Kyoto Cooking Class
In this class, you will learn how to cook a homemade Kyoto meal with Chef Aya Igano (/eatkyoto). Aya loves teaching authentic Japanese cooking, and has a very popular ramen making class that she teaches at Eat Kyoto in the historic Gion district. For your class, she has prepared a special menu that brings together Kyoto favorites. You will be making 3 dishes and learning some very fun and unique techniques along the way: Cucumber Salad, Miso Udon with handmade noodles the traditional way (using your feet!), and Ginger Chicken. Your box includes special ingredients you’ll cook with, printed recipe cards, and a shopping list for fresh ingredients.
Meet your Chef: Aya Igano
Aya's friend started a cooking school called ‘Eat Osaka’ which taught Udon, Yakitori and Okonomiyaki to tourists. Aya had so much fun that she ended up staying for 7 years. During her time there she was asked often how to make ramen. That’s when she decided to go to ramen school and learn the way of ramen. Afterwards, she started ‘Eat Kyoto’ and has been teaching ramen and traditional Japanese cooking for the last 2 years.
"My cooking style is easy and tasty! When you take my class, my goal is to teach you things you can easily recreate at home and enjoy with friends & family."
What we'll be making
This is a typical dish you'll find served as an appetizer in Kyoto. We love how crunchy and refreshing each bite is along with the delicate umami notes.
The flavor of this chicken is out of this world. After a quick marinade, the fun part is getting to shake the chicken in a bag to coat it with flour before baking them with a few drops of sesame oil.
Miso Udon Noodles
Nabeyaki Miso Udon is a soup made with thick chewy udon noodles, vegetables, and a rich miso broth. Udon is very popular in Kyoto, and this is a perfect Fall dish!
What you'll need for your class
In your box
Ingredients & tools
You will be using the following ingredients in your Kyoto cooking class:
- Haku Smoked Shoyu (soy sauce)
This is a rare and unique small-batch shoyu from Kyoto. It has a rich umami and complex flavor that is unlike any other soy sauce.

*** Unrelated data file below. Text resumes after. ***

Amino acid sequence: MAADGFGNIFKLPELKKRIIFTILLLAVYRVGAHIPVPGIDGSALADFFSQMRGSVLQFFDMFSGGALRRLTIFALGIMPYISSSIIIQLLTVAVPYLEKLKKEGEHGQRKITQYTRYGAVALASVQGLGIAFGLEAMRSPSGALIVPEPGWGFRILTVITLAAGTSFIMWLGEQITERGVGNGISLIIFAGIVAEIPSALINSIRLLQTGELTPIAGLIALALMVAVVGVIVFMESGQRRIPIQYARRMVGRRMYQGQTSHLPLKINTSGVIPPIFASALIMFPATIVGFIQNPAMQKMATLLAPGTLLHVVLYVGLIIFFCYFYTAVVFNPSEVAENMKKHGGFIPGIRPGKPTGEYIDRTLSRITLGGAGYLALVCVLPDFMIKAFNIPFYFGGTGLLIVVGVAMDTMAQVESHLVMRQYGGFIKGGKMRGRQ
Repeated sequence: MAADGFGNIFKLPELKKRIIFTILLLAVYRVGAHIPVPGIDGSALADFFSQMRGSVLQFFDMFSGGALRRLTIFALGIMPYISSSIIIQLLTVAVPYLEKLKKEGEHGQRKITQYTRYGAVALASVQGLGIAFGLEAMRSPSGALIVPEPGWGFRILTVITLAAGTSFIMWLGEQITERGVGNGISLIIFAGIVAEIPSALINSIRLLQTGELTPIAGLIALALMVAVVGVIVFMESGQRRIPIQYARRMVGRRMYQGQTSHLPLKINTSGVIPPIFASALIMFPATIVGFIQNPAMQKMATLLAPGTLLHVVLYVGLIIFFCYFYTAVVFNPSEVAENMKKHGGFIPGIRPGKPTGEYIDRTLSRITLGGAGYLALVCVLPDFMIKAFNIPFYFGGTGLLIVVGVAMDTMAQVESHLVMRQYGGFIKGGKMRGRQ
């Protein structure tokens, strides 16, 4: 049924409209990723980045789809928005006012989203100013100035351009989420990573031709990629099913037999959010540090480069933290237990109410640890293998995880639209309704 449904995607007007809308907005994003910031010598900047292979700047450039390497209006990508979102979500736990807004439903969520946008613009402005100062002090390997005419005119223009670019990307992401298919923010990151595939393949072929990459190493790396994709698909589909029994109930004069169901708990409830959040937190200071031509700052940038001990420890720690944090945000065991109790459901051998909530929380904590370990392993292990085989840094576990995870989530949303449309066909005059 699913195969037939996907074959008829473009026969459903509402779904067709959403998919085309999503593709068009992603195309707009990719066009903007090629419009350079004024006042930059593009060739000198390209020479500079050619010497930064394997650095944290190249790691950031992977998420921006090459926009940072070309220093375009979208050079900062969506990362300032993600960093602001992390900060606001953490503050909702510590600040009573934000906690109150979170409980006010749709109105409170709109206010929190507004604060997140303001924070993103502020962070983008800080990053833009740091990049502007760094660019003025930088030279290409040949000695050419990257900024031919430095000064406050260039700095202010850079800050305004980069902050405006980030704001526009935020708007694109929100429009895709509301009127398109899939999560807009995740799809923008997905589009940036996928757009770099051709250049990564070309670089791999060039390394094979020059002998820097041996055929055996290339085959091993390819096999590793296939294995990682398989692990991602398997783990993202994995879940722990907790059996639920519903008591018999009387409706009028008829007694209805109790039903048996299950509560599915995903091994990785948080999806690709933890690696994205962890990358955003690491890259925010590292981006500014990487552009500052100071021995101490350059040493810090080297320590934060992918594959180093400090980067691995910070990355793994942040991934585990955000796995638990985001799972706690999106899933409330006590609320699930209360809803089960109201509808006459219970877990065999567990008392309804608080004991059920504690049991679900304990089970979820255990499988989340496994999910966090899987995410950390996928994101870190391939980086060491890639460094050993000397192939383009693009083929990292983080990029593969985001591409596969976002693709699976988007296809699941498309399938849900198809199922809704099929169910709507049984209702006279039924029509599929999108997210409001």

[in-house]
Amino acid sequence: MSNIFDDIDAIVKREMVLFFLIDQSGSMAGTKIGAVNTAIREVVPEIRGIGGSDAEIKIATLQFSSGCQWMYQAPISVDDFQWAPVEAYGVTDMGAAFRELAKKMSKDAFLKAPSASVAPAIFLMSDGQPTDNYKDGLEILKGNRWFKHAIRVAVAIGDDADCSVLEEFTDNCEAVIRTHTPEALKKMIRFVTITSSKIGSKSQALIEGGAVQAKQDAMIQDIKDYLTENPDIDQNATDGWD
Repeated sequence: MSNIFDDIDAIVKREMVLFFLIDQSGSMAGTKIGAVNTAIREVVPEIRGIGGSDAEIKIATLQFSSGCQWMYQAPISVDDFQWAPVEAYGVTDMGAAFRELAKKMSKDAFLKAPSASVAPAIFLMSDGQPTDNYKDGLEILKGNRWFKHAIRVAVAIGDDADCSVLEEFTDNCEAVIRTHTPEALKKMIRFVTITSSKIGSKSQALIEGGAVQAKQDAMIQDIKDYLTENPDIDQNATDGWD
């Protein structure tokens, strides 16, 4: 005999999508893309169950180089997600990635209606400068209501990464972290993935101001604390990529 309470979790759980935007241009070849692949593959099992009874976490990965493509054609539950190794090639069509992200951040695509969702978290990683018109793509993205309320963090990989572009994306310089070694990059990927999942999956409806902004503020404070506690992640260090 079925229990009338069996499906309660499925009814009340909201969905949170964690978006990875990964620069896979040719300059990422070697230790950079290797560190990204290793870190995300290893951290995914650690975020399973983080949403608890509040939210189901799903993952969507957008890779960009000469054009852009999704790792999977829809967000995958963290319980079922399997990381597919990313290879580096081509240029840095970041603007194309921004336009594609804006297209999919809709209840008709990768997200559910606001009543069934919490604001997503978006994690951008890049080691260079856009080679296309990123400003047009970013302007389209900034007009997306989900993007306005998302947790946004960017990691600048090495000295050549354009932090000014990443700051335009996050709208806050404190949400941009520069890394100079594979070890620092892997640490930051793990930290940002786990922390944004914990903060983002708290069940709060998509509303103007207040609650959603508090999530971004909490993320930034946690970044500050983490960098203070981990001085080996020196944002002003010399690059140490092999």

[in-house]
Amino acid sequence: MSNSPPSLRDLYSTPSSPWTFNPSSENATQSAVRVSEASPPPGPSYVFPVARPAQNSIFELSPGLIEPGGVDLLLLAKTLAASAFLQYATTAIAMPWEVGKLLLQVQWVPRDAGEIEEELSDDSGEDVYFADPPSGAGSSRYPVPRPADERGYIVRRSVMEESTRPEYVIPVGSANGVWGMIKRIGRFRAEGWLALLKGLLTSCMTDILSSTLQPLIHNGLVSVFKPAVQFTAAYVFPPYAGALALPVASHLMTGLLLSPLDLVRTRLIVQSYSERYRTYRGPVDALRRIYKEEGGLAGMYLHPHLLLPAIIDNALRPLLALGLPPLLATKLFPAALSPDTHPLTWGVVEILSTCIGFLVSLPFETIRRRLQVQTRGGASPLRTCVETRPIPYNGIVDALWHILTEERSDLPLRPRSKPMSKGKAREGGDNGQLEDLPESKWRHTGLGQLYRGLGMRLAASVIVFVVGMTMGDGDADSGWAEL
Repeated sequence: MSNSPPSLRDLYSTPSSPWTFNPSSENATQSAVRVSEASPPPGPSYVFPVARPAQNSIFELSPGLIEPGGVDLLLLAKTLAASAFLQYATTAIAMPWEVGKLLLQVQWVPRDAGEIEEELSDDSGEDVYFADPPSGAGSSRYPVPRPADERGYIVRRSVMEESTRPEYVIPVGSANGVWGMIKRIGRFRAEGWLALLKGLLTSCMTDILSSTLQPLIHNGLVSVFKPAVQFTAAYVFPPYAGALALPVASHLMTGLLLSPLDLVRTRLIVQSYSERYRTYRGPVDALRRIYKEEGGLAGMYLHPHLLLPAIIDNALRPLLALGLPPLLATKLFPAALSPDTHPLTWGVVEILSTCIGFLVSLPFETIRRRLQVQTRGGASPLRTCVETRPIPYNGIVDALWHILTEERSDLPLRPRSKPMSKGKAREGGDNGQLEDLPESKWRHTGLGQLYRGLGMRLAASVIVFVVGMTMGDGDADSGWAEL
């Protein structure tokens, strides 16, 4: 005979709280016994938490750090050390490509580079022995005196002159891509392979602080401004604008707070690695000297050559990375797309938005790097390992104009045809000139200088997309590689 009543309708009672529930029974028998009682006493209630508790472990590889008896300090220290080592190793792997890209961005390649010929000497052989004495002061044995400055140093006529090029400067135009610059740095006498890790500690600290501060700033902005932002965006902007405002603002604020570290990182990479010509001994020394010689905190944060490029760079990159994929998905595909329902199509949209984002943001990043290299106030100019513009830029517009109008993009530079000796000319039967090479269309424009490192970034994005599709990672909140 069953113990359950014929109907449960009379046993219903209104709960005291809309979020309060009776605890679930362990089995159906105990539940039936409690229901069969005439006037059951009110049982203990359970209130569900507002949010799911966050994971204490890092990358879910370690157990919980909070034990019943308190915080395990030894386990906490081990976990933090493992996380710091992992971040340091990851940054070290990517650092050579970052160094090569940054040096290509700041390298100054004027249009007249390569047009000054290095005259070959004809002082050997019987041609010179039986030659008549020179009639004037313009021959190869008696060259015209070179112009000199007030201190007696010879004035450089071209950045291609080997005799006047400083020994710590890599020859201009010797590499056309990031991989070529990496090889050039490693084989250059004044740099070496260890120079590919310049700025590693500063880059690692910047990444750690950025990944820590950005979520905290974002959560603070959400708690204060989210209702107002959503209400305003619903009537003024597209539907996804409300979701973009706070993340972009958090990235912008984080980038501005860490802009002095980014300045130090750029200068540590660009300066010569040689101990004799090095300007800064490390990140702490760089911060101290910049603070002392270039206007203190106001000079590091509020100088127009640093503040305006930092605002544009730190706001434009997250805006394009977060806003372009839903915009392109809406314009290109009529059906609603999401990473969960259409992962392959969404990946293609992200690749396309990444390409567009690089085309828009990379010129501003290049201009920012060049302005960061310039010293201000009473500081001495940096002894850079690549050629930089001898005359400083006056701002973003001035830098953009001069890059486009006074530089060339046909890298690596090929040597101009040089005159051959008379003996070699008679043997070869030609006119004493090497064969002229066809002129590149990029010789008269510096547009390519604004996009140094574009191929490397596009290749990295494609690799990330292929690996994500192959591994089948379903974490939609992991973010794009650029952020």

Namikura Sesame Miso
This miso paste is spectacular! The saltiness of fermented soybeans is blended with the nutty flavor of black and white sesame seeds...Yum!
Kadoya Sesame Oil
Kadoya is the secret weapon in our kitchens. Just a few drops can impart a wonderful intense toasty and smoky sesame flavor.
You'll use these to do a special cut for the cucumber salad.
Here's a list of ingredients and tools you'll need for your cooking class.
- Shopping list of fresh ingredients and pantry items
- 2 large pots: 1 for the udon soup and 1 for boiling the udon
- Stainless steel bowl for tossing the cucumber salad
- Sheet pan for the chicken
- 3 1-gallon ziplock bags
See below for a few tips on how to get the most out of your live class.
- Read through the recipes ahead of time to familiarize yourself with the steps
- Pre-measure your ingredients
- Gather the tools you'll need
Drinks to pair with this meal
Sake is one of Japan’s most iconic drinks. In fact, it is so pervasive in Japanese culture that the word for alcohol in Japan is simply “sake." The strongest and roughest sake is called ‘Koshu’. We’d steer clear of this one if you’re looking for something easier to start out with. We’d recommend trying a ‘Junmai’ as a good beginner sake. These sakes are usually smoother and sweeter.
Japanese beers are known throughout the world for their quality and great taste. Beer has been made in Japan since the 19th century, with four major beer producers (Asahi, Kirin, Sapporo and Suntory) dominating the local market and there are over 400 craft breweries operating in Japan.